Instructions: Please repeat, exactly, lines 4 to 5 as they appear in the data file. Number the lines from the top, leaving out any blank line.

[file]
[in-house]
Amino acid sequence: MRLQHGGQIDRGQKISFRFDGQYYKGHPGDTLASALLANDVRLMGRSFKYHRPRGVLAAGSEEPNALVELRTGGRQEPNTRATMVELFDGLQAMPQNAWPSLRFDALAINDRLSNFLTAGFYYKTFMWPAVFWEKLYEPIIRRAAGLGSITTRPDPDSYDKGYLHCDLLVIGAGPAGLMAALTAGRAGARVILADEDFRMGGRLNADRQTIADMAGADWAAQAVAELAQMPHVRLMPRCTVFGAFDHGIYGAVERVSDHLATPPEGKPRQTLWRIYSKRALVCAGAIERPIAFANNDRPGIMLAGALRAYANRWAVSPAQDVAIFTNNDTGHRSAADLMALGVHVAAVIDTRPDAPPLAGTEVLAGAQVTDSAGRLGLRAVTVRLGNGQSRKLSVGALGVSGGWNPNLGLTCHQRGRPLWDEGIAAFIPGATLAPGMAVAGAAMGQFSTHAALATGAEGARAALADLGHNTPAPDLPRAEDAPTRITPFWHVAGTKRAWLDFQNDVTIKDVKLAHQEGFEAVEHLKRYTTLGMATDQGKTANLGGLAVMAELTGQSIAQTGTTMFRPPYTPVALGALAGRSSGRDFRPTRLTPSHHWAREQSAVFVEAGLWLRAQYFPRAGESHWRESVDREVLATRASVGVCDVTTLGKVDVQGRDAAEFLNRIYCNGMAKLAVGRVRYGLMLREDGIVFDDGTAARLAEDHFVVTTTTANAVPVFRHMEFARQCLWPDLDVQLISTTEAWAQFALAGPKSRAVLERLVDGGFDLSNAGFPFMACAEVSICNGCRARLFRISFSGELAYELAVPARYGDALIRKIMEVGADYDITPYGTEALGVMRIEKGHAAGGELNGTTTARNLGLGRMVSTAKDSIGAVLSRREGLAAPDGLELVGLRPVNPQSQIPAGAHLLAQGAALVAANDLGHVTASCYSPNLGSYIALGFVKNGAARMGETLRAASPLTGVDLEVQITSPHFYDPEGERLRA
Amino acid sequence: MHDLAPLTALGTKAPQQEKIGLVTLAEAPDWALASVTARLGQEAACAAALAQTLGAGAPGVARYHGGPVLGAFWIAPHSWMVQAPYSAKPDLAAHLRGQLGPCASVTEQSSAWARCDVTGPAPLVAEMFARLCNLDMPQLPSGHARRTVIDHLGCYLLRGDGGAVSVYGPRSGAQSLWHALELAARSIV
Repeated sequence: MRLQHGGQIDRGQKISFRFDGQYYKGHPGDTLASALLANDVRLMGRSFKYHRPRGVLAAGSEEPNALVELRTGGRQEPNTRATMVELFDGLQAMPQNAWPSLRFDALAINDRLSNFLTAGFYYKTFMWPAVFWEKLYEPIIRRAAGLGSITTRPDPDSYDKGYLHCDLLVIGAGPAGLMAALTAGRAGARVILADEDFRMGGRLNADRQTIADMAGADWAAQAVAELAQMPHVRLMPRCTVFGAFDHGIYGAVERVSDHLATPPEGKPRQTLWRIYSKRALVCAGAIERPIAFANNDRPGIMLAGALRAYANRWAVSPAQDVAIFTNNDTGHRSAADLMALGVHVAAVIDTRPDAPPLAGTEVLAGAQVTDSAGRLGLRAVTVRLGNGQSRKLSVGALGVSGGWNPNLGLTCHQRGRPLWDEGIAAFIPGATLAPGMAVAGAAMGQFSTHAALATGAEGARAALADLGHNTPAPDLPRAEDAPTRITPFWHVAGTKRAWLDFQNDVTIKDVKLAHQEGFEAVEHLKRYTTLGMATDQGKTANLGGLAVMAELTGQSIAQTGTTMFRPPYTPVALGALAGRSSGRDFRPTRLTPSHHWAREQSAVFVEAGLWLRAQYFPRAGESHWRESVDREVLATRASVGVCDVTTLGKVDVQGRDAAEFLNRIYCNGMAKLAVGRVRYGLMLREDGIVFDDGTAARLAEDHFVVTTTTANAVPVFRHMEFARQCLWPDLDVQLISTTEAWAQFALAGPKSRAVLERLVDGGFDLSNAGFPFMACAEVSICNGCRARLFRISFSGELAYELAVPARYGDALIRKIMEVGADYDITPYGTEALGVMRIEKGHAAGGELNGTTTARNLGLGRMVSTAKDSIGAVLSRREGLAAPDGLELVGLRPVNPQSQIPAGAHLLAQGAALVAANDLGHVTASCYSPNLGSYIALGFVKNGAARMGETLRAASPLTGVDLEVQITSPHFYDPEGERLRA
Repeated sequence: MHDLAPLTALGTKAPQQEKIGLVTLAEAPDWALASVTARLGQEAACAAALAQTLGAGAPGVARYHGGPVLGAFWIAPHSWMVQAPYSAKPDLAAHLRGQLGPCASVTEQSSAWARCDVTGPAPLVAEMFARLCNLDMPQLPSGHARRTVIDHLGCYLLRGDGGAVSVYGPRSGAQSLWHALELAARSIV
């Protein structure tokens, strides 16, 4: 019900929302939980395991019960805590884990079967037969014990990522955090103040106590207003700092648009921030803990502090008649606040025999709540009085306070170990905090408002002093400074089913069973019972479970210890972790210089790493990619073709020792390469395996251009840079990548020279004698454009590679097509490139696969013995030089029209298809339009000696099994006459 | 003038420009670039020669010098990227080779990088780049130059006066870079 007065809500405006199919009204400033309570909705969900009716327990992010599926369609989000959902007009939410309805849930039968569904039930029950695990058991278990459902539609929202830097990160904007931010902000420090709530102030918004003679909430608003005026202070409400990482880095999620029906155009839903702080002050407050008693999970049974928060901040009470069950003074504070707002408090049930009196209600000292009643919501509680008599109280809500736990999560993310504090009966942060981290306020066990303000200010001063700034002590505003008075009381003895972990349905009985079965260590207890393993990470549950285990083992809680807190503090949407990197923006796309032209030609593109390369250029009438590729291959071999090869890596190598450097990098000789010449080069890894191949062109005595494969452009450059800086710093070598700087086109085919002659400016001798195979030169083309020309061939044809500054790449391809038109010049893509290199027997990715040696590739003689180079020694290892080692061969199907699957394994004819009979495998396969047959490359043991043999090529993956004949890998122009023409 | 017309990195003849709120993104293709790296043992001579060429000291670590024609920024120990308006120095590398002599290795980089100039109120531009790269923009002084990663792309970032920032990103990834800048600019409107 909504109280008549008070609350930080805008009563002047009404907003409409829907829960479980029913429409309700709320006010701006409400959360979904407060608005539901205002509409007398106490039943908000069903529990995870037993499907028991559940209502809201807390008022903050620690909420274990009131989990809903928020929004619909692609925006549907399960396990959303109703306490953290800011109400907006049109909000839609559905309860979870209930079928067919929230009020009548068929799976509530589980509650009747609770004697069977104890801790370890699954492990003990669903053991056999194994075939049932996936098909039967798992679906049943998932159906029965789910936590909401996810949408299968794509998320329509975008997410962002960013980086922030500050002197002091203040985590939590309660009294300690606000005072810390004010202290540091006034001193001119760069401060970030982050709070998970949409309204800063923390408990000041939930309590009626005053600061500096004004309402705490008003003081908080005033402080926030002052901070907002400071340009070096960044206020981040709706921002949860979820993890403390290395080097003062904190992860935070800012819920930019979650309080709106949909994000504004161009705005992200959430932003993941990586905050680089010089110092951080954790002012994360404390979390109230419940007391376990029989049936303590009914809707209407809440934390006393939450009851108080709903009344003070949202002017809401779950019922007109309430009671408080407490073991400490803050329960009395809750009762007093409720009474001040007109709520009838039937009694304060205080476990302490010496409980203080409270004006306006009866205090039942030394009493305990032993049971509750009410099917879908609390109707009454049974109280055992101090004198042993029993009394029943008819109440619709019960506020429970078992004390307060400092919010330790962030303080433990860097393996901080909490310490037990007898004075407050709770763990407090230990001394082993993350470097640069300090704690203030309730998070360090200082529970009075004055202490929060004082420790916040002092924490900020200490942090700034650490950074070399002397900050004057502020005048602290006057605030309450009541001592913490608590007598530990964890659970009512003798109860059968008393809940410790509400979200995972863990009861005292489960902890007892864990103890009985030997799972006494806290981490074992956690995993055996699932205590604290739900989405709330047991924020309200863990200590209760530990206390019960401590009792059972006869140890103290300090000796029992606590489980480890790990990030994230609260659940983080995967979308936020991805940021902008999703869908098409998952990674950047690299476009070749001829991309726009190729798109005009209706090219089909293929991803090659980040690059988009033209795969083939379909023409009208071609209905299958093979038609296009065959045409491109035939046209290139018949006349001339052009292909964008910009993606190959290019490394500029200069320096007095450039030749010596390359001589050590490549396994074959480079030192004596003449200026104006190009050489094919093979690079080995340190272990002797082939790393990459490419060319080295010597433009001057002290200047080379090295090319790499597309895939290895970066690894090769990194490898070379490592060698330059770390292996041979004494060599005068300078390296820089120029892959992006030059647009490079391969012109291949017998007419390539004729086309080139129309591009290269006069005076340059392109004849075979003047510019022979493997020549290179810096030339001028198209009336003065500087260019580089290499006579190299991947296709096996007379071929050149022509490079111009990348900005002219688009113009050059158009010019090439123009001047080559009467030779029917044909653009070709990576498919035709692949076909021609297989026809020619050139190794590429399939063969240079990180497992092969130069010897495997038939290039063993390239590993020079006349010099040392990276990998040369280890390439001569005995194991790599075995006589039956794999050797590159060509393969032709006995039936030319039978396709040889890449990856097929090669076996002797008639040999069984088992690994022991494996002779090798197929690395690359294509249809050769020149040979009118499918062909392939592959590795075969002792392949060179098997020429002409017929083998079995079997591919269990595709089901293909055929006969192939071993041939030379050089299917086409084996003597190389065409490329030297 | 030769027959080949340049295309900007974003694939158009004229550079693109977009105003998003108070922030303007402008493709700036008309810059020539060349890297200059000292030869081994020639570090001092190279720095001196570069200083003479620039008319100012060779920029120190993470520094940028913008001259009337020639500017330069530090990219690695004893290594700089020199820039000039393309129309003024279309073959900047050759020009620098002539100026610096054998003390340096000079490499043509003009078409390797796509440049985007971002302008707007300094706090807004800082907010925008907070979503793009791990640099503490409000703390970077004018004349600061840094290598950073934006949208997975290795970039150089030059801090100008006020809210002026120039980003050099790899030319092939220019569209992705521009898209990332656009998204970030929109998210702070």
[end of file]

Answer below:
Repeated sequence: MRLQHGGQIDRGQKISFRFDGQYYKGHPGDTLASALLANDVRLMGRSFKYHRPRGVLAAGSEEPNALVELRTGGRQEPNTRATMVELFDGLQAMPQNAWPSLRFDALAINDRLSNFLTAGFYYKTFMWPAVFWEKLYEPIIRRAAGLGSITTRPDPDSYDKGYLHCDLLVIGAGPAGLMAALTAGRAGARVILADEDFRMGGRLNADRQTIADMAGADWAAQAVAELAQMPHVRLMPRCTVFGAFDHGIYGAVERVSDHLATPPEGKPRQTLWRIYSKRALVCAGAIERPIAFANNDRPGIMLAGALRAYANRWAVSPAQDVAIFTNNDTGHRSAADLMALGVHVAAVIDTRPDAPPLAGTEVLAGAQVTDSAGRLGLRAVTVRLGNGQSRKLSVGALGVSGGWNPNLGLTCHQRGRPLWDEGIAAFIPGATLAPGMAVAGAAMGQFSTHAALATGAEGARAALADLGHNTPAPDLPRAEDAPTRITPFWHVAGTKRAWLDFQNDVTIKDVKLAHQEGFEAVEHLKRYTTLGMATDQGKTANLGGLAVMAELTGQSIAQTGTTMFRPPYTPVALGALAGRSSGRDFRPTRLTPSHHWAREQSAVFVEAGLWLRAQYFPRAGESHWRESVDREVLATRASVGVCDVTTLGKVDVQGRDAAEFLNRIYCNGMAKLAVGRVRYGLMLREDGIVFDDGTAARLAEDHFVVTTTTANAVPVFRHMEFARQCLWPDLDVQLISTTEAWAQFALAGPKSRAVLERLVDGGFDLSNAGFPFMACAEVSICNGCRARLFRISFSGELAYELAVPARYGDALIRKIMEVGADYDITPYGTEALGVMRIEKGHAAGGELNGTTTARNLGLGRMVSTAKDSIGAVLSRREGLAAPDGLELVGLRPVNPQSQIPAGAHLLAQGAALVAANDLGHVTASCYSPNLGSYIALGFVKNGAARMGETLRAASPLTGVDLEVQITSPHFYDPEGERLRA
Repeated sequence: MHDLAPLTALGTKAPQQEKIGLVTLAEAPDWALASVTARLGQEAACAAALAQTLGAGAPGVARYHGGPVLGAFWIAPHSWMVQAPYSAKPDLAAHLRGQLGPCASVTEQSSAWARCDVTGPAPLVAEMFARLCNLDMPQLPSGHARRTVIDHLGCYLLRGDGGAVSVYGPRSGAQSLWHALELAARSIV